As it stands right now, the Sabres are in last place in the NHL with 31 points, four behind the Edmonton Oilers in 29th place and seven points behind the Calgary Flames in 28th place. However, the Sabres have four games in-hand on the Oilers and two in-hand on the Flames, so that order could be jostled a bit when they even out.
Regardless, the Sabres will almost certainly not improve their position too much in the next 37 games. Sports Club Stats, via millions of simulations of the remaining NHL season, gives the Sabres a 63 percent chance of remaining in last place, a 26 percent chance at finishing 29th and only a 9 percent chance at finishing 28th.
That amounts to a 98 percent chance at finishing in the bottom three this season, which is about as close to a sure thing as it gets in the sporting world.
So what does this mean for the Sabres moving forward, especially in regard to the 2014 entry draft?
First, the Sabres have a 98 percent chance of picking in the top four and an 89 percent chance of picking in the top three.
With the new modified lottery rules going into place at last year's draft, the Sabres, and every other lottery team, are assured a draft slot no more than one pick below where they would have picked if the order was based on pure standings. That means if the Sabres do in fact finish 30th (which would give them the first overall pick based on pure standings), the lowest they can pick is 29th if they do not win the lottery.
This does not even consider the possibility of the New York Islanders not deferring their first-round selection obtained in the Thomas Vanek trade to next year or the very real possibility of Matt Moulson and/or Ryan Miller netting more first-rounders.
Armed with that statistical assurance, the Sabres also can expect that they are going to get an excellent player with their top pick.
While this year's draft does not seem to have the same overall top-end talent that last year's offered, the top prospects this year are still skilled.
The Central Scouting Service (CSS) released its midterm rankings earlier this week, and while there was somewhat of a shake-up at the top, the top five had no surprises.
CSS has its top five as Samuel Bennett, a center for the Kingston Frontenacs of the OHL; Leon Draisaitl, a center for the Prince Albert Raiders of the WHL; Aaron Ekblad, a defenseman for the Barrie Colts in the OHL; Sam Reinhart, a center for the Kootenay Ice of the WHL; and Michael Dal Colle, a center/left wing for the Oshawa Generals of the OHL.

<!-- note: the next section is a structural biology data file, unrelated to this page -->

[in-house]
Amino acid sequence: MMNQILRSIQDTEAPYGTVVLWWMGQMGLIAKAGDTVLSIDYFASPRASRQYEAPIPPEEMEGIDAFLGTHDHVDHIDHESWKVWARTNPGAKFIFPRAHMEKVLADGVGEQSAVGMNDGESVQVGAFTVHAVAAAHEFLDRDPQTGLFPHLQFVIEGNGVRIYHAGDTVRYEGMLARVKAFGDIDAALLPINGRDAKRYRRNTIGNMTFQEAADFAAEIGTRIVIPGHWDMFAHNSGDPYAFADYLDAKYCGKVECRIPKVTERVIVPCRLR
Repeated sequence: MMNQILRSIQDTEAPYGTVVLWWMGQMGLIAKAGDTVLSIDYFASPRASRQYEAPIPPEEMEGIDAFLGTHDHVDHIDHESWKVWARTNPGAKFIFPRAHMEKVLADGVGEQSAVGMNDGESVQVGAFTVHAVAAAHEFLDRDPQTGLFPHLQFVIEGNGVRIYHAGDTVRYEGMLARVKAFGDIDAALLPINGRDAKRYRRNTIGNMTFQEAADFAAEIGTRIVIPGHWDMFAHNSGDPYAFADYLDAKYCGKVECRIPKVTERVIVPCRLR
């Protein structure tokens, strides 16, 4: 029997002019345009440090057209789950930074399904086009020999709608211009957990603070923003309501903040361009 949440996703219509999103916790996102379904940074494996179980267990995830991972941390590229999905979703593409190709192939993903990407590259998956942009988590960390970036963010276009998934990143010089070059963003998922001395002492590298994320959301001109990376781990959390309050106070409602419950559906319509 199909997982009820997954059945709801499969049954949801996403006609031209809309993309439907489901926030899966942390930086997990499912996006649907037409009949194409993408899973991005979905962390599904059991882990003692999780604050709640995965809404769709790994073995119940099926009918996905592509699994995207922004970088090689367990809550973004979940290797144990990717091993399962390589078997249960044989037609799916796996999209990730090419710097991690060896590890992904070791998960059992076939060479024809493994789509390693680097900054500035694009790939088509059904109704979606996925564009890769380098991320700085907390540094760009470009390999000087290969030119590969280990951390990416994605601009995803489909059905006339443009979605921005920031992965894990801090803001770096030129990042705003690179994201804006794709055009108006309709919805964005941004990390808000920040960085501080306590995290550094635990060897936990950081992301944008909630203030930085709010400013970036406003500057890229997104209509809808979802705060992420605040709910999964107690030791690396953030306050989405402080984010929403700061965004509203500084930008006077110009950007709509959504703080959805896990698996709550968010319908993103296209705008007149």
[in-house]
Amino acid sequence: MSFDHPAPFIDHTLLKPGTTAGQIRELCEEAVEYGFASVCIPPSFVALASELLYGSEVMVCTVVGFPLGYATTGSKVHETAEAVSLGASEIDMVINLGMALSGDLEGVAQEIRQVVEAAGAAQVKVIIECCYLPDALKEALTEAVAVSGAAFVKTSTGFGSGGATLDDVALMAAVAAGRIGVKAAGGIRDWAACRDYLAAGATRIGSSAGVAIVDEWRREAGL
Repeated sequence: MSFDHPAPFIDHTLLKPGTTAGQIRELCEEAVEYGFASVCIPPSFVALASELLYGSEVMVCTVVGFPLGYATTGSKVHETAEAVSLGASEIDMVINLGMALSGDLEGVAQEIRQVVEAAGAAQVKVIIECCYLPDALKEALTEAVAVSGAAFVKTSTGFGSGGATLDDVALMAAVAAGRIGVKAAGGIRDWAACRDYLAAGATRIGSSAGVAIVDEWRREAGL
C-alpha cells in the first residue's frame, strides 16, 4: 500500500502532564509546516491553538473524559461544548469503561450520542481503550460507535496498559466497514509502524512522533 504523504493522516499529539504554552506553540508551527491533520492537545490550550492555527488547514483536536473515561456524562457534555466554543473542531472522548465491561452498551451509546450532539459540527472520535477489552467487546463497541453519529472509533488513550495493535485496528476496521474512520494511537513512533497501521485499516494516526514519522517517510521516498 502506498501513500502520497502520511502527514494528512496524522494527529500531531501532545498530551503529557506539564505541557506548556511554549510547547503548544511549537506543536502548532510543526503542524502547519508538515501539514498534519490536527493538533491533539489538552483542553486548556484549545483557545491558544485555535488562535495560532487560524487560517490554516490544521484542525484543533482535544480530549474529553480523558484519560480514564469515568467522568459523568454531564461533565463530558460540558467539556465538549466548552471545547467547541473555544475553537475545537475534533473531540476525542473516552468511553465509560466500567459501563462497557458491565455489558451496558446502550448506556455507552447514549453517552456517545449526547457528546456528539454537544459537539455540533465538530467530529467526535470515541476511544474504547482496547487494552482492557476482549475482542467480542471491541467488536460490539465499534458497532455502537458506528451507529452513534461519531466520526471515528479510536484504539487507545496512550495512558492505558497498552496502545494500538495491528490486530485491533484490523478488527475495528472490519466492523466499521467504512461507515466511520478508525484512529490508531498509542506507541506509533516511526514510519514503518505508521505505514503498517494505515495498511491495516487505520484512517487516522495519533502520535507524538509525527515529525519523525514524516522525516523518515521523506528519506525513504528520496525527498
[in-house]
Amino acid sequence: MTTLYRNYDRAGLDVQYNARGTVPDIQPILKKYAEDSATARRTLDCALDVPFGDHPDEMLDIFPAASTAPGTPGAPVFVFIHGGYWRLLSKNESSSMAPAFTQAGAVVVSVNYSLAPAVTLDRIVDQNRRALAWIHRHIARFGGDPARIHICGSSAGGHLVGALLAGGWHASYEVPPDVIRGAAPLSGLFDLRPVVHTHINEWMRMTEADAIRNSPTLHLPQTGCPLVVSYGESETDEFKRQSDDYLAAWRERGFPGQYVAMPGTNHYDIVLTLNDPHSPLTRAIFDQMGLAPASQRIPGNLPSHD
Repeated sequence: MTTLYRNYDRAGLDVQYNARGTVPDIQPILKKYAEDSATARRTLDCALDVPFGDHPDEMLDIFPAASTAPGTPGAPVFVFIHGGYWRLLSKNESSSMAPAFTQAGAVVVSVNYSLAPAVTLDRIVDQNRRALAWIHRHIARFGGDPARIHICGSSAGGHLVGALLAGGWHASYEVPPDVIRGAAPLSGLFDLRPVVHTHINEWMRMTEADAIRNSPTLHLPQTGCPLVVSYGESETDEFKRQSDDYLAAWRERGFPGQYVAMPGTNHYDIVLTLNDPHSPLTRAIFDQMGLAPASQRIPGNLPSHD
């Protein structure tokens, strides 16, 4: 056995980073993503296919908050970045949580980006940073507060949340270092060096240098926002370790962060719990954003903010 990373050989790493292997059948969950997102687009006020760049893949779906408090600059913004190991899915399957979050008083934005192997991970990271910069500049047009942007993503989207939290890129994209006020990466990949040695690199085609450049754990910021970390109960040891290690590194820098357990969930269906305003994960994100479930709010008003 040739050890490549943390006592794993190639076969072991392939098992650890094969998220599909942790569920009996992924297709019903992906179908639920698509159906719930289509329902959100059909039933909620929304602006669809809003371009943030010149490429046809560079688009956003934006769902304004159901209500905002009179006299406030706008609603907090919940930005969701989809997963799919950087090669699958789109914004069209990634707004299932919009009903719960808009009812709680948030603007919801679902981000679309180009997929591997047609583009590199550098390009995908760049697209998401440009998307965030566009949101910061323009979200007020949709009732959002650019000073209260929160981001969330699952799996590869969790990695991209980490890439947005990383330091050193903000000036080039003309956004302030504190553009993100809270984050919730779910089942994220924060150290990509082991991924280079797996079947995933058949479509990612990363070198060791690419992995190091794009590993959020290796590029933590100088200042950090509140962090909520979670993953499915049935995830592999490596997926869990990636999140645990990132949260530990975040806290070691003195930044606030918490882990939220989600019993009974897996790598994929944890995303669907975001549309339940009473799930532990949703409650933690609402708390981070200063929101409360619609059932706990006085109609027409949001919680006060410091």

While Bennett topping the rankings was a bit of a surprise, his inclusion in the top five is not. A physical but offensively gifted center, he is a great skater and can find space on the ice quickly. At 6'0", he is not physically enormous but has the size to make plays in the open ice and on the forecheck. He also possesses a bit of a mean streak, as he is likely to eclipse 100 penalty minutes this year with Kingston.
Draisaitl was one of the few bright spots on Germany's World Junior Championship roster this year and has made a name for himself in the WHL. What impresses about him is his nose around the net, quick release and his ability to forecheck. While not the fastest skater, he moves well and can also play wing if necessary. If his skating improves, he can become a true three-zone force.
Ekblad has a lot in common with next year's darling Connor McDavid, as he too was granted an exemption to play in the OHL as a 15-year-old. Ekblad is big at 6'3" and can skate well. A defenseman's best friend is the first pass, and his is excellent, as is his shot. While he's not going to light up the scoreboard from the point, he is arguably the player with the highest ceiling in the draft.
Reinhart has gotten a lot of attention in the early part of the season and rightfully so. He sees the ice as well as anyone in the 2014 class and has the skating and puck-handling skills to boot. He isn't the biggest guy at 6'1", but he uses his size effectively and can push the play through the neutral zone. His performance at this year's World Juniors was not mind-blowing, but he played a solid tournament by scoring five points in seven games.
Finally, Dal Colle is not going to impress with his finesse, but he can score. A big-bodied center/wing, he can push the puck effectively and has a nose for the net. His skating needs some work, but he is one of the younger players eligible for this year's draft.
Those five players would all fight for a spot immediately with the Sabres, with Reinhart likely starting on the team from Day 1.
The most interesting decision to be made leading up to the draft—especially if the Sabres end up picking first—would be whether or not to take Ekblad. While he may be the player with the highest ceiling, he also plays at a position that the Sabres seem well-equipped for in the future, especially with offensive talents like Bennett and Reinhart available.
So, while the Sabres may continue to struggle the rest of the season, as it stands right now they have a 98 percent chance at landing a player who will be a big piece in making them a Stanley Cup contender again.
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